there is a growing number of nutrition professionals who are leaders in food citizenship. a profit could be made from them as well. 2002). as an organization. environmental stewardship. Since 1983. need to foster critical analysis of the food system and encourage serious evaluation of food products. We. concerned about the safety and health of their very local food supply that provided the spark that ignited a much larger movement to protect the nation’s rivers. and they too constitute policy barriers at the very local level. in the interest of time.272 Jennifer L. (2) courageous policy-making decisions by individual political leaders responding to public interest. Riverkeeper has . Change will come about through: (1) small decisions made forthrightly and relentlessly by individual consumers. it seems to me. Fortunately. and other food-related behaviors on a set of criteria ranging from the nutritional to environmental. as evidenced by the increasing membership in organizational subgroups – the Division of Sustainable Food Systems within the Society for Nutrition Education and the Hunger and Environmental Nutrition group within the American Dietetic Association. My work on food citizenship fits into the broader context of social change and how we. 2002: 264). it was the fishers. 4.’’ maybe now is the time (as we are reminded daily of the gross inadequacy of war as a path to peace) to step away from that image. And most of the papers and presentations that comprised the heart and soul of this society are the intellectual grist out of which a new. companies in exchange for the exclusive right to sell their brand on school property) are another example of an educational system’s financial dependence on the sale of foods of minimal nutritional value. In this case. Perhaps. Acknowledgment The challenge ahead While there are other barriers that are important to think about. Our professional nutrition organizations. have been and where I would like to see us go. The author would like to thank Tom Lyson in the Department of Development Sociology at Cornell University for his critical review and helpful advising in the development of this address. It is no longer (many of us believe it never was) particularly helpful or useful to perpetuate the food industry’s supporting mantra that ‘‘there are no good foods or bad foods – only good or bad diets’’ (Ayoob et al. agriculture. democratically organized system of food production and consumption can be created. I’m sure if juices made from fruits grown in the Hudson Valley were the only a la carte and vending beverage choices outside the school meal. Its mission is to safeguard the ecological integrity of the Hudson River. using both legal and grass roots campaigns. As new food systems emerge. its tributaries. ought to be able and willing to evaluate foods both on nutritional grounds and by the extent to which they reflect the food system values we uphold. I would like to end with some reflections on where we.’’ or ‘‘foot soldiers for a new food system. in the Agriculture. and Human Values Society. and profit-driven polluting of the very river that flows with astonishing beauty by this site. and (3) the work of farmers who return to the soil the richness that was harvested from it. Food. Riverkeeper is an advocacy group that monitors the Hudson River ecosystem and challenges polluters. as a food system thinker originally trained as a nutritionist (and a dietitian. I am compelled to mention the need for our professional organizations in health and nutrition fields to maintain their credibility and autonomy in an era of increasing corporate influence and cooptation. and as the creators of spaces that Gail Feenstra clearly described for sustainable food systems (Feenstra. But it will take more than intellectual grist. of course. even). Note 1. and the watershed of New York City (protecting the city’s drinking water supply) by tracking down and stopping polluters. such as ‘‘the war on the obesity epidemic. Finally. The promise of a new food system rests as much on reforming the existing system as on becoming food citizens. we need to become ‘‘Food System Keepers’’ such as the Riverkeepers1 that grew originally out of a concern over the thoughtless. While we often use the metaphor of war to address food issues. such as the lack of cooking and other food skills. as they surely have through the kind of work done by members of our two societies. Wilkins sustainable. Interestingly. Virtually all past presidential addresses have tackled a piece of the food system puzzle. it will be the food citizens who will sustain a socially just. and food system professionals. This is a barrier to improving the public’s diet or protecting against chronic disease. the profits would be kept local. and human health rather than corporate survival and growth. and environmentally regenerative food system for generations to come. I want us to think of ourselves not as Spartans (apologies to my dear friends at MSU) but rather as Athenians – as the builders and weavers so beautifully articulated by Stevenson et al. would like to see the agriculture and food system restructured. long-standing. for example. (forthcoming). dietary patterns. nutrition.. equitable.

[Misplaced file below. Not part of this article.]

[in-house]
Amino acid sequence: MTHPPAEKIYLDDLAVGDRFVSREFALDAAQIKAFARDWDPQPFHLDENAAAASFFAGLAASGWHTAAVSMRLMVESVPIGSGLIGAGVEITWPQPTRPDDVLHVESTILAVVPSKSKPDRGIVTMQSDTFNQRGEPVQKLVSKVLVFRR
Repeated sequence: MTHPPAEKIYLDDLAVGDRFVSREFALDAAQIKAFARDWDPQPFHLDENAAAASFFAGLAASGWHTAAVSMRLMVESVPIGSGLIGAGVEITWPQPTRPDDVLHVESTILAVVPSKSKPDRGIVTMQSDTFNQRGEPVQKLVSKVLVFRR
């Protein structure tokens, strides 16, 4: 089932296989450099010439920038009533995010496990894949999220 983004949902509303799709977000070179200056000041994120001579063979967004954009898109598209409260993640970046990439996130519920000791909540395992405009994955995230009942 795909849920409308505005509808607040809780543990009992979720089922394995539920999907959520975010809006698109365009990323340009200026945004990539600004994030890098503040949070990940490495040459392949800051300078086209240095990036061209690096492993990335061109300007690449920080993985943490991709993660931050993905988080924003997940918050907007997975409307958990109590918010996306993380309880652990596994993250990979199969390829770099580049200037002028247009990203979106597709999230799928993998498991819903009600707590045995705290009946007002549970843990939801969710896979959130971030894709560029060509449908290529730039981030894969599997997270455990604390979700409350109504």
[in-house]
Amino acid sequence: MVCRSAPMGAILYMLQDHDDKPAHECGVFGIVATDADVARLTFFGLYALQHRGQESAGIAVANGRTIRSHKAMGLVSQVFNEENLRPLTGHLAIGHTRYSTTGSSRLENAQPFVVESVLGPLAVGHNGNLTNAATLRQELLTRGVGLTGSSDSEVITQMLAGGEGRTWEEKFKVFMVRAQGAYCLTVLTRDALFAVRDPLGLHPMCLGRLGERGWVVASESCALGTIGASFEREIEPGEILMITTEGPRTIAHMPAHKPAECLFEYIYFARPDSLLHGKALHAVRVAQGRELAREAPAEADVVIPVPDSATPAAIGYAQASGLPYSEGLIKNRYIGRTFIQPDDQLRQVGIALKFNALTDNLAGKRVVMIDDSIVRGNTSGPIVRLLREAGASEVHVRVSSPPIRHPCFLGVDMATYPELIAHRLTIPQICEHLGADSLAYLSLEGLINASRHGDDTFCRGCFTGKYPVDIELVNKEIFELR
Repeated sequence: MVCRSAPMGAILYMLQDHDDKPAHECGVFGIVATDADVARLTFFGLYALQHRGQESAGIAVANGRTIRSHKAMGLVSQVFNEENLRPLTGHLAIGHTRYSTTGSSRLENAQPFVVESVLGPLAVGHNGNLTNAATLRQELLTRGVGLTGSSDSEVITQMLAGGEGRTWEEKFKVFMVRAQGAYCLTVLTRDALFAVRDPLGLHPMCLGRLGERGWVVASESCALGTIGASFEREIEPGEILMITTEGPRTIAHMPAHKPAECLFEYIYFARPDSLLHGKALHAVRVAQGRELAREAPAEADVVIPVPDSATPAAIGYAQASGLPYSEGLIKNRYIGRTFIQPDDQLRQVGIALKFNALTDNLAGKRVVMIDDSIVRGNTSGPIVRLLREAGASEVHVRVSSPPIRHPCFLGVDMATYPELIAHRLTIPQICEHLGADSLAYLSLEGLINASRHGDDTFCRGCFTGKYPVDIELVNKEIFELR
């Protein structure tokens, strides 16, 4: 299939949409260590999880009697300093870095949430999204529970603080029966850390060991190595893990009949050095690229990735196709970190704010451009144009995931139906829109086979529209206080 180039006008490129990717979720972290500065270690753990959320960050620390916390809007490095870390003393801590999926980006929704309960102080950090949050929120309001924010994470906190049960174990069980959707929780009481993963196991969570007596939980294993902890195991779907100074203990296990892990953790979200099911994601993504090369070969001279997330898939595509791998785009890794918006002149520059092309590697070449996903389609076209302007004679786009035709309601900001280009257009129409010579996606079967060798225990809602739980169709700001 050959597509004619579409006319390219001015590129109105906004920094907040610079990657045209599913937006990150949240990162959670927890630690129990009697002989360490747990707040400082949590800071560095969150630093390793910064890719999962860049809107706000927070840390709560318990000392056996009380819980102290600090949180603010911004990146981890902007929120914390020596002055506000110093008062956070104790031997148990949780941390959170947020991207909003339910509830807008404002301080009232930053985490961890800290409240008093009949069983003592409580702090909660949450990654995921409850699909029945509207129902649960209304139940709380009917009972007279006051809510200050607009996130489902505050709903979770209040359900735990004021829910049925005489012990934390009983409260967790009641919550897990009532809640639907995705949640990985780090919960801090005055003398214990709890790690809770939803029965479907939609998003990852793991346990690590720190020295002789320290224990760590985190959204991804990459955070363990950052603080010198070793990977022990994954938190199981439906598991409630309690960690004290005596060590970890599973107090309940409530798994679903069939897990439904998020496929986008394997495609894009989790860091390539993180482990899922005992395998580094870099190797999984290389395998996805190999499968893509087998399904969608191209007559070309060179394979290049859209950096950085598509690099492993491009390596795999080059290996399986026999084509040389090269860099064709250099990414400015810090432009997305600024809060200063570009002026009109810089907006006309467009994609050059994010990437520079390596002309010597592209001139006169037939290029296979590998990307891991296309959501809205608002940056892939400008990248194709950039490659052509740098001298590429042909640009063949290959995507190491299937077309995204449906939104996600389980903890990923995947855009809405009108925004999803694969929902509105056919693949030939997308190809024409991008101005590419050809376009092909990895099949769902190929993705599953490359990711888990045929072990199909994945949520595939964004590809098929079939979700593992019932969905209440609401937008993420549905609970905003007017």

org/Public/ NutritionInformation/92_adar0202. USA Phone: +1-607-255-2730. G. Cornell University. RD. 2005 at http://www. New York: Cornell University. Division of Nutritional Sciences. 273 References Ayoob. E-mail: jlw15@cornell. ‘‘Creating space for community food systems: Lessons from the field. PhD.’’ Agriculture and Human Values 19(2) 99–106. NY 14850. Feenstra.eatright. The Future of American Agriculture and the Land Grant University: Toward a Sustainable. W. Berry. Polson Institute for Global Development (2003). and Entrepreneurial Food System. G.’’ Journal of Nutrition Education 18(1) 209–213. and K. Gussow. Fax: +1-607-255-0178.cfm. Quagliani (2002).. ‘‘Dietary guidelines for sustainability. Wilkins.Eating right here: consumer to food citizen investigated and brought to justice more than 300 environmental lawbreakers. ‘‘The pleasures of eating. ‘‘Food and nutrition misinformation.’’ Journal of the American Dietetic Association 102: 260– . Clancy (1986). Sponsored by the Polson Institute for Global Development and the College of Agriculture and Life Sciences. Ithaca. (2002).’’ The Journal of Gastronomy 5(2) 125–131. Riverkeeper believes in the rights of every citizen to enjoy and defend our nation’s water resources. L. L. and D. Cornell University. K. PDF Version Accessed on February 23. (1989). T. Duyff. Address for correspondence: Jennifer L. R. J. Ithaca. Healthful. A White Paper of the Future of American Agriculture Symposium of Cornell University.